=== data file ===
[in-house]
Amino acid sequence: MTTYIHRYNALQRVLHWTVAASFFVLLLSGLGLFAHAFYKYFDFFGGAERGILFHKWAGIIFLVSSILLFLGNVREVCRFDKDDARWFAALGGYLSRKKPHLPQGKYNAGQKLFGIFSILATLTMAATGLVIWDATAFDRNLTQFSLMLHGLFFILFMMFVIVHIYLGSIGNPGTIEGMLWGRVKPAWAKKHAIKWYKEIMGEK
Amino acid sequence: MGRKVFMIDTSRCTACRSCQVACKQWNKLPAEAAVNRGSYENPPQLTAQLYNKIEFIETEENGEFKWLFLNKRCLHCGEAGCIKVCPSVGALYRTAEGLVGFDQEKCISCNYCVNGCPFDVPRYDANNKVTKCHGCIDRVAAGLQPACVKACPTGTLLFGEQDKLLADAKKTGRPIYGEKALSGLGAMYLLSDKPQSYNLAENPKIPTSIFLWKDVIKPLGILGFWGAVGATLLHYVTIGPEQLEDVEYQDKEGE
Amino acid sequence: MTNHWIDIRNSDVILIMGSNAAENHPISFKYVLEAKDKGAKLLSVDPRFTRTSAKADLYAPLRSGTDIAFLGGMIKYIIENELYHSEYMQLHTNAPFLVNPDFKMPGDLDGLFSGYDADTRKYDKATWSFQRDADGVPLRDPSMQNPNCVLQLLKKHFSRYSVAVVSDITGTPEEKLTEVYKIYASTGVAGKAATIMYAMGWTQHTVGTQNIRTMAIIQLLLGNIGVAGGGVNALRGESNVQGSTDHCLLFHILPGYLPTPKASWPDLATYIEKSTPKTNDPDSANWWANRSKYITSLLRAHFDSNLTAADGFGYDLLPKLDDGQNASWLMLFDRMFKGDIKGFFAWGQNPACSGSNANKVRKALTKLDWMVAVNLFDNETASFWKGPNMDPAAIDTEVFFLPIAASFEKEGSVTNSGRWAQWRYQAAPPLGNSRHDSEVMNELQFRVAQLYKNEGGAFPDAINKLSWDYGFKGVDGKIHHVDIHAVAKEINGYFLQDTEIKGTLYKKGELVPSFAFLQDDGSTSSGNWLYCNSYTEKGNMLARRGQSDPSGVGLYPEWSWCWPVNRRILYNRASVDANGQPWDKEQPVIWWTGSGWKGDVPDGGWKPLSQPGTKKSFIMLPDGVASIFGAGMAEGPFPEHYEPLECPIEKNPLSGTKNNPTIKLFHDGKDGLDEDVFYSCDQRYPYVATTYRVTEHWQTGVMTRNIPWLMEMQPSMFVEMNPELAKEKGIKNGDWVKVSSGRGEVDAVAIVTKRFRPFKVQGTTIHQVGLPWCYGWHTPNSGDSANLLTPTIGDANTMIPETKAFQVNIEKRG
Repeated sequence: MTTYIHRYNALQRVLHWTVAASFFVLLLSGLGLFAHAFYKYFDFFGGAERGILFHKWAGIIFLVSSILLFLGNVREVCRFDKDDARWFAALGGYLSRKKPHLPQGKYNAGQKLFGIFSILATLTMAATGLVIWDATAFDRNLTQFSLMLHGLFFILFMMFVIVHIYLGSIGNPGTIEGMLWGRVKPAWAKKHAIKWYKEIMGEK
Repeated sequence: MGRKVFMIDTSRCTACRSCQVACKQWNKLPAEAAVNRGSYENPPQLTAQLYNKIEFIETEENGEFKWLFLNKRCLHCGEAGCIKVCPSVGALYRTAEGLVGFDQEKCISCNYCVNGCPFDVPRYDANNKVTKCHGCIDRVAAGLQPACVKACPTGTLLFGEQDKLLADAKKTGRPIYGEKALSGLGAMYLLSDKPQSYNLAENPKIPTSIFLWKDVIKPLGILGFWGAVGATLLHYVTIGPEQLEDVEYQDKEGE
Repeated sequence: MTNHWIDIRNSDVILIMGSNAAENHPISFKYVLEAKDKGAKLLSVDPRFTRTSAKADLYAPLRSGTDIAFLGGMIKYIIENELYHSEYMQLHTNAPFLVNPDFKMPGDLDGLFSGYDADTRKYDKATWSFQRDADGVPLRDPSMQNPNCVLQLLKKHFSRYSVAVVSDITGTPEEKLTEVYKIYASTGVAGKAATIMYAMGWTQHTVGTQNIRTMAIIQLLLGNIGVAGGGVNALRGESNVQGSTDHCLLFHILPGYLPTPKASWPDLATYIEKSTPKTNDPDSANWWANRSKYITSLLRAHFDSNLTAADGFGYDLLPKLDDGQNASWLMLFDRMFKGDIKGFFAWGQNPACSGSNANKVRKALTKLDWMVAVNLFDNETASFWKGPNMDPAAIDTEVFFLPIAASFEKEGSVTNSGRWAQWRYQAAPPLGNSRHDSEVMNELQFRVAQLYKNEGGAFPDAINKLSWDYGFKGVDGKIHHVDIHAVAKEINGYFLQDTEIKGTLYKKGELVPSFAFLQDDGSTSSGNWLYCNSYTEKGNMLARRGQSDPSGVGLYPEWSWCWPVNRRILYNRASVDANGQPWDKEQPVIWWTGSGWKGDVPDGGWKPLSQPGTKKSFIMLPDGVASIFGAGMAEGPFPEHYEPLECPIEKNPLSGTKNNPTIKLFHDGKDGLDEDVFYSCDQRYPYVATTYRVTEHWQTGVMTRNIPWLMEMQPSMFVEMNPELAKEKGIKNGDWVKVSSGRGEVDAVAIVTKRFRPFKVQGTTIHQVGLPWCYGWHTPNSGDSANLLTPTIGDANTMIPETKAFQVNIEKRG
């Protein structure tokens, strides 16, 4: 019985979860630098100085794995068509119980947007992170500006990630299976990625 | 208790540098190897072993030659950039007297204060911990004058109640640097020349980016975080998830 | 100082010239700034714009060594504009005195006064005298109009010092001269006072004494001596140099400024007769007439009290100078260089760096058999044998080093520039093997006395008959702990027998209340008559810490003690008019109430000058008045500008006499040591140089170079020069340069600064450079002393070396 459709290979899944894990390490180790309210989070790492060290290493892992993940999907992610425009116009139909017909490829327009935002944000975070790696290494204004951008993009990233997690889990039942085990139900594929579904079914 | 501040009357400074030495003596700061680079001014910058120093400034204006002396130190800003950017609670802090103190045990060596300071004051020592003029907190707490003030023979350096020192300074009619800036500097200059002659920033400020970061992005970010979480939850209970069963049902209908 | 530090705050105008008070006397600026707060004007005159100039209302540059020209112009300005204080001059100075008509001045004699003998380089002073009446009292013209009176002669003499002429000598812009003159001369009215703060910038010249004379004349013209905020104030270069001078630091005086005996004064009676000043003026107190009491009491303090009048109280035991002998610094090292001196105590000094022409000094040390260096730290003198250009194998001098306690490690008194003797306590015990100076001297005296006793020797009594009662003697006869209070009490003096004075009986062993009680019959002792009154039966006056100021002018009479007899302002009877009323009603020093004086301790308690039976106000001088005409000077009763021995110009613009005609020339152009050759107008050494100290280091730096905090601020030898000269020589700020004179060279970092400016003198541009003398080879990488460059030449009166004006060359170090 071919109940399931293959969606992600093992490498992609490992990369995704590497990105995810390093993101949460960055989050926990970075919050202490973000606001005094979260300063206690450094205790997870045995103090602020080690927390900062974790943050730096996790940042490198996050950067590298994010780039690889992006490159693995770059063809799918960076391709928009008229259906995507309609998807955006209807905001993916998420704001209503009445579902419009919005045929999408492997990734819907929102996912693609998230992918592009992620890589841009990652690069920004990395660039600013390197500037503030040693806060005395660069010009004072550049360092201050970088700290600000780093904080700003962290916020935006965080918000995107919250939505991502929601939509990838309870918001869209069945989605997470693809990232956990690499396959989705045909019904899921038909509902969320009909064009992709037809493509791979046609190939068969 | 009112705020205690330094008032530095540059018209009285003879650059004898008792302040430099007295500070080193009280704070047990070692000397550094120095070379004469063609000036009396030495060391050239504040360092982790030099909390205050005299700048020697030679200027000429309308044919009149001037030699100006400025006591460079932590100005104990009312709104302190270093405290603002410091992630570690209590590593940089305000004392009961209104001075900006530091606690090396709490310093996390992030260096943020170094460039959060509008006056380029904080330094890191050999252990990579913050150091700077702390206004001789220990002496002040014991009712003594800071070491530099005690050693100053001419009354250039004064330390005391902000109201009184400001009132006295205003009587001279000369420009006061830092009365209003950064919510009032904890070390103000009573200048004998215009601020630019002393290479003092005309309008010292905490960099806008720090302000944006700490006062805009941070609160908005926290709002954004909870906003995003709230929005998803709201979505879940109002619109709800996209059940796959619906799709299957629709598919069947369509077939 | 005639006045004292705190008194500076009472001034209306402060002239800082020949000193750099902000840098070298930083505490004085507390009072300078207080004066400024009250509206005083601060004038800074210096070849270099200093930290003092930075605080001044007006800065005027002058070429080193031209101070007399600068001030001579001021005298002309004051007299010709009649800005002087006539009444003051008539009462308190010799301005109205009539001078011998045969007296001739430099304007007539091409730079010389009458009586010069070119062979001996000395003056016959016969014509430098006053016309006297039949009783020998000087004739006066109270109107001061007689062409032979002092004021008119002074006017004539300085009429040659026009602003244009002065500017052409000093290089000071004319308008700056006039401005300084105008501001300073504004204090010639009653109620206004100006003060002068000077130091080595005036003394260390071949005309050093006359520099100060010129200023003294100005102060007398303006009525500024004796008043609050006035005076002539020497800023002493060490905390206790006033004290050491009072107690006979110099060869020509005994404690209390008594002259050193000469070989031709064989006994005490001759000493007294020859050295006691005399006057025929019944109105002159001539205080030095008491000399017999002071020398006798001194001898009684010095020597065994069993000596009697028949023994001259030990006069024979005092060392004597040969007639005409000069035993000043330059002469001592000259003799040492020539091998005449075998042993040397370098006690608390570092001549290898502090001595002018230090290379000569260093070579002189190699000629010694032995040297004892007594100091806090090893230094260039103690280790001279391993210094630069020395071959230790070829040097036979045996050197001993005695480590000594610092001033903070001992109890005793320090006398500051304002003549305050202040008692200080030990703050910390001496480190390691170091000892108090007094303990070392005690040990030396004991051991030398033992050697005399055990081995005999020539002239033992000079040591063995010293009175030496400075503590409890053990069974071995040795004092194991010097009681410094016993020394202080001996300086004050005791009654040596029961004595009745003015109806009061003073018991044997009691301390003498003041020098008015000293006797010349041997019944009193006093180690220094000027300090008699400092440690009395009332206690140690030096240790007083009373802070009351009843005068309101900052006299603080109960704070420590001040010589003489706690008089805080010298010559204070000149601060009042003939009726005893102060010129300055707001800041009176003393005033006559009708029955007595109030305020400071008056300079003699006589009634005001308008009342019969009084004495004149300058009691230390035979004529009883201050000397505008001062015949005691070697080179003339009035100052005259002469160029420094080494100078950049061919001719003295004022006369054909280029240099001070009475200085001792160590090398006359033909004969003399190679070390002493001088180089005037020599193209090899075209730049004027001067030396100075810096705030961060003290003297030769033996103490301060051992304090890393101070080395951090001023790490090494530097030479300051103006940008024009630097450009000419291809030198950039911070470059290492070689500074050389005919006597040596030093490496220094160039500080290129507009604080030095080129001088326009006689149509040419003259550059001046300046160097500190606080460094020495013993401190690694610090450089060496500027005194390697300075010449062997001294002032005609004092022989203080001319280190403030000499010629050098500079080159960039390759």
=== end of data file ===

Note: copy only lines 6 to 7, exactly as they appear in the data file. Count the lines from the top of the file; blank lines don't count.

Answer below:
Repeated sequence: MGRKVFMIDTSRCTACRSCQVACKQWNKLPAEAAVNRGSYENPPQLTAQLYNKIEFIETEENGEFKWLFLNKRCLHCGEAGCIKVCPSVGALYRTAEGLVGFDQEKCISCNYCVNGCPFDVPRYDANNKVTKCHGCIDRVAAGLQPACVKACPTGTLLFGEQDKLLADAKKTGRPIYGEKALSGLGAMYLLSDKPQSYNLAENPKIPTSIFLWKDVIKPLGILGFWGAVGATLLHYVTIGPEQLEDVEYQDKEGE
Repeated sequence: MTNHWIDIRNSDVILIMGSNAAENHPISFKYVLEAKDKGAKLLSVDPRFTRTSAKADLYAPLRSGTDIAFLGGMIKYIIENELYHSEYMQLHTNAPFLVNPDFKMPGDLDGLFSGYDADTRKYDKATWSFQRDADGVPLRDPSMQNPNCVLQLLKKHFSRYSVAVVSDITGTPEEKLTEVYKIYASTGVAGKAATIMYAMGWTQHTVGTQNIRTMAIIQLLLGNIGVAGGGVNALRGESNVQGSTDHCLLFHILPGYLPTPKASWPDLATYIEKSTPKTNDPDSANWWANRSKYITSLLRAHFDSNLTAADGFGYDLLPKLDDGQNASWLMLFDRMFKGDIKGFFAWGQNPACSGSNANKVRKALTKLDWMVAVNLFDNETASFWKGPNMDPAAIDTEVFFLPIAASFEKEGSVTNSGRWAQWRYQAAPPLGNSRHDSEVMNELQFRVAQLYKNEGGAFPDAINKLSWDYGFKGVDGKIHHVDIHAVAKEINGYFLQDTEIKGTLYKKGELVPSFAFLQDDGSTSSGNWLYCNSYTEKGNMLARRGQSDPSGVGLYPEWSWCWPVNRRILYNRASVDANGQPWDKEQPVIWWTGSGWKGDVPDGGWKPLSQPGTKKSFIMLPDGVASIFGAGMAEGPFPEHYEPLECPIEKNPLSGTKNNPTIKLFHDGKDGLDEDVFYSCDQRYPYVATTYRVTEHWQTGVMTRNIPWLMEMQPSMFVEMNPELAKEKGIKNGDWVKVSSGRGEVDAVAIVTKRFRPFKVQGTTIHQVGLPWCYGWHTPNSGDSANLLTPTIGDANTMIPETKAFQVNIEKRG